One more thing that makes basil different than how I grow most of the rest of my seedlings, don’t thin it. Tomatoes, peppers, Cole seedlings; all of these I would select as they grow, and keep the strongest seedling. Not basil, you can leave a little clump of them.  Not tons of seedlings, but up to 5 in a pot and then later planted into the garden together is fine.  This gives you more stems to harvest from and makes your plant(s) appear lusher. Basil doesn’t have a very dense root system so it doesn’t mind, but do give it some extra compost or other fertilizer when you plant it as it likes a nice rich soil.

Tomatoes and basil1Plant them out when there is absolutely no chance of frost. Water your plants regularly and harvest frequently.  This helps them become bushier. When you harvest take the top few stem segments just above where two leaves are attached. When you do this to new stems will grow out of the leaf junctions. Don’t just pick the leaves.

Now I have to wait until harvest time to write about making pesto.

For some more interesting talk on basil read “All About Basil”.

For the History of Basil click here.

All about Basil

Basil…either you love it or you hate it. Maybe if you hate it it’s because you haven’t really had “good” basil. Dried Herbs old1 Is this what the basil you are used to looks like? There is nothing wrong with dried basil, but if you use it this is what it should look like. Dried Herbs Fresh1Dried herbs don’t have a really long shelf life. Depending on where you store them the will only last about a year. When they have lost their bright green color and no longer have a nice aroma you may as well toss them. Old herbs won’t hurt you but as my dad says “they taste like grass”.

 

So where should they be stored? Well, dark and cool is best but you really don’t need to keep them in the refrigerator; just not right over the stove. Keep them in a container that is tightly sealed.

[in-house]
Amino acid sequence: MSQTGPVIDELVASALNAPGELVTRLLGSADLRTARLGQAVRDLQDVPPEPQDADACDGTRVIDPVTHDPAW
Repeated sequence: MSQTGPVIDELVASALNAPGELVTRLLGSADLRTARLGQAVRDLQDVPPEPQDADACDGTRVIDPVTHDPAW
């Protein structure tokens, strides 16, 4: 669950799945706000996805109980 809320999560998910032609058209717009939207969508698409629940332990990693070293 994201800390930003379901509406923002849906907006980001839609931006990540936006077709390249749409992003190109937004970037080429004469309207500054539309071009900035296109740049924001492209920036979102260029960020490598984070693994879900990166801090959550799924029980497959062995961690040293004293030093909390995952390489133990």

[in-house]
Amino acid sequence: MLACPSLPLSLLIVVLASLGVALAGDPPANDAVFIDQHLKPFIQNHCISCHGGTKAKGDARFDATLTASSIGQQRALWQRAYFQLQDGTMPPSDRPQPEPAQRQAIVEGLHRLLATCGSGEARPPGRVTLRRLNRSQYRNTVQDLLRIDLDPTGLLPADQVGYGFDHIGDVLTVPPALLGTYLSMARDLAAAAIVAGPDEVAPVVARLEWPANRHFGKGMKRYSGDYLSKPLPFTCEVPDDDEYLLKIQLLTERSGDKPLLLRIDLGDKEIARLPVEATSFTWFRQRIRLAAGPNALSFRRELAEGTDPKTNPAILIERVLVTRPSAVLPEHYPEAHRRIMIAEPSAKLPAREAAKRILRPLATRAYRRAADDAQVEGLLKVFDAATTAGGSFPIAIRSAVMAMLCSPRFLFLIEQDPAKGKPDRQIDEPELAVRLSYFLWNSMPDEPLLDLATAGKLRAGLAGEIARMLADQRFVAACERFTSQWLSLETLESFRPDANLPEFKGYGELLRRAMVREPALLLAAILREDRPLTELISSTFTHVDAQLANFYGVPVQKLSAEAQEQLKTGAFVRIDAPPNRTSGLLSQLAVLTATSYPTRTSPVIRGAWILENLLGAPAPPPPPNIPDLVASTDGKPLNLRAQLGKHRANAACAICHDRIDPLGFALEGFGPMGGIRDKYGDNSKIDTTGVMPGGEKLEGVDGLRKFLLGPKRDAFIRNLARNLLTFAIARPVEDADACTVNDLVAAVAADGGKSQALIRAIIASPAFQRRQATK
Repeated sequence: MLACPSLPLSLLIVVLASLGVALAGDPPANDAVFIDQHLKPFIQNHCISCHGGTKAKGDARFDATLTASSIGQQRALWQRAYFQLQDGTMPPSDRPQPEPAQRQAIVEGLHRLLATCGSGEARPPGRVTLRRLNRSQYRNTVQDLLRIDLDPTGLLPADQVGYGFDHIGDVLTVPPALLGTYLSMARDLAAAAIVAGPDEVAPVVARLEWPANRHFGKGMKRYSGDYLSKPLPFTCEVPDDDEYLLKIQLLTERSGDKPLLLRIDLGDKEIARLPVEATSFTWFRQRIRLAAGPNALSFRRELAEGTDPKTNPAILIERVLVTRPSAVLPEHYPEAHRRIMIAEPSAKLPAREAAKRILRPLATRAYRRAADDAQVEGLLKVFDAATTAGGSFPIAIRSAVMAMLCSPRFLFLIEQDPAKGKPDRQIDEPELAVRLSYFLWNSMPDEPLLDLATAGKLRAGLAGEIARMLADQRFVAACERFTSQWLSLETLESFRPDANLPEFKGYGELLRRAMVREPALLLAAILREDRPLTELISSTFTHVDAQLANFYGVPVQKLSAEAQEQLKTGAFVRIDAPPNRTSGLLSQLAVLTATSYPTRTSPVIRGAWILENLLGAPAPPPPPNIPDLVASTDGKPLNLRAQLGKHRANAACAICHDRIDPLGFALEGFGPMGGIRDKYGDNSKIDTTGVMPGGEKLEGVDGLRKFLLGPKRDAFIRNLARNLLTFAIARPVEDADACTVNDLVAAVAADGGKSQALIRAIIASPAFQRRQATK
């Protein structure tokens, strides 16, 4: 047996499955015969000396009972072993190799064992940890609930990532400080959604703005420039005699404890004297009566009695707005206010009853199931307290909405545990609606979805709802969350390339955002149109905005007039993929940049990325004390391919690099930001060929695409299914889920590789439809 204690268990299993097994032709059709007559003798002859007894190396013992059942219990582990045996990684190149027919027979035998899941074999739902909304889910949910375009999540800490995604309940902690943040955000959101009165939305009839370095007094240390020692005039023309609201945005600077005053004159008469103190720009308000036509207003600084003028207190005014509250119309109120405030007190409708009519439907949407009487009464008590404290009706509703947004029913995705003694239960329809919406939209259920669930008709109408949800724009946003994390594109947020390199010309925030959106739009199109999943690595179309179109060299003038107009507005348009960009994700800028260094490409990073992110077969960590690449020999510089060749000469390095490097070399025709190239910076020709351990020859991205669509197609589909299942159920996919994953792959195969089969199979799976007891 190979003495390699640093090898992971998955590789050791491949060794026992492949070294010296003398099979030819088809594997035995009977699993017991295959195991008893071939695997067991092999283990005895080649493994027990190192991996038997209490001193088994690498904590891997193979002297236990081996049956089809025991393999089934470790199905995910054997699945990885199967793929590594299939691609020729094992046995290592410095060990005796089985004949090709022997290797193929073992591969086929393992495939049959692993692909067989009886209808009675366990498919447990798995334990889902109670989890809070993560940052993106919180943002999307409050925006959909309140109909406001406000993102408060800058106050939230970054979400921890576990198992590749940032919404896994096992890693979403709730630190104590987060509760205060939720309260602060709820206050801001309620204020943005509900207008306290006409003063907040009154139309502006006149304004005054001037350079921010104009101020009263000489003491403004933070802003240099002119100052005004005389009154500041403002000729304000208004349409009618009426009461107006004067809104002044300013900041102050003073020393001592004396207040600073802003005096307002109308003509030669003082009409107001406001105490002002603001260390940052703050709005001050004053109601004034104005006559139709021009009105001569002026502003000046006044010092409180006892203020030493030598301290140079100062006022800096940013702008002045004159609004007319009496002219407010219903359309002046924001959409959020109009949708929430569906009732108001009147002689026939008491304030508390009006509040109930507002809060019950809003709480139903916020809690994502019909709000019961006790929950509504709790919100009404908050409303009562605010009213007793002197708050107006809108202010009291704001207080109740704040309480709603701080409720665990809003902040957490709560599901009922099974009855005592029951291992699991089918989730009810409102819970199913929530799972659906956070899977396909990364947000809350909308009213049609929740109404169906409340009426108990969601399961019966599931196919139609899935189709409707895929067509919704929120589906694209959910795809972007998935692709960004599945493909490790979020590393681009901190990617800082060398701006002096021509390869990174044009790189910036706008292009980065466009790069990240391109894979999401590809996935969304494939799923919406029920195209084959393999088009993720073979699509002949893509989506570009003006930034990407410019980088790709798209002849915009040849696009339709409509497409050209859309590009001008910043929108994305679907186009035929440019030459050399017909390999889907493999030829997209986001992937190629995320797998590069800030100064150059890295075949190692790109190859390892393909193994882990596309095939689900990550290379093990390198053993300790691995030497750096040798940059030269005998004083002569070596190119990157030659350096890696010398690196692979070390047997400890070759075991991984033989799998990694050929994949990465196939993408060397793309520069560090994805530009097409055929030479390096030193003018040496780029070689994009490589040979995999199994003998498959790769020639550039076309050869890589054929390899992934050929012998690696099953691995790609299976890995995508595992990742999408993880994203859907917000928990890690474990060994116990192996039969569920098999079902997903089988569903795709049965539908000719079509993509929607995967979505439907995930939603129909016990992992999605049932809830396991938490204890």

Freshly dried herbs are great but if you have never had fresh herbs you are really missing out. Here in Wisconsin, Basil is an annual herb. Basil and other annual herbs should be treated like fresh flowers. Many annual herbs can be stored for a short time in the frig.Fresh Basil1 If you put a piece of paper towel in the bag with them it will absorb moisture and keep them fresh longer. some people keep basil in the frig, but I wouldn’t recommend it. Basil will turn black if it gets too cold or will get dark spots. It’s still okay to eat if it’s not mushy; just not pretty.  Instead harvest it fresh (ideal) for each use or if you purchased it cut then put it in a cup or vase, just like it is a cut flower. It really can be quite beautiful. If you see it all the time, you will be more likely to use it too.

So, you could grow your own; we’ll talk about that next time.  However, you can buy it too. “It’s so expensive” you say. Well, yes, often times in the grocery store it is. Look for it at farmer’s markets and/or your local Asian market. If you find it for a good price get a lot and preserve it.

Thai basil flower1By the way, you can eat the flowers too. Try them, they are good; and also pretty on a salad.

Next click here to learn how to Grow Great Basil.

For the History of Basil click here.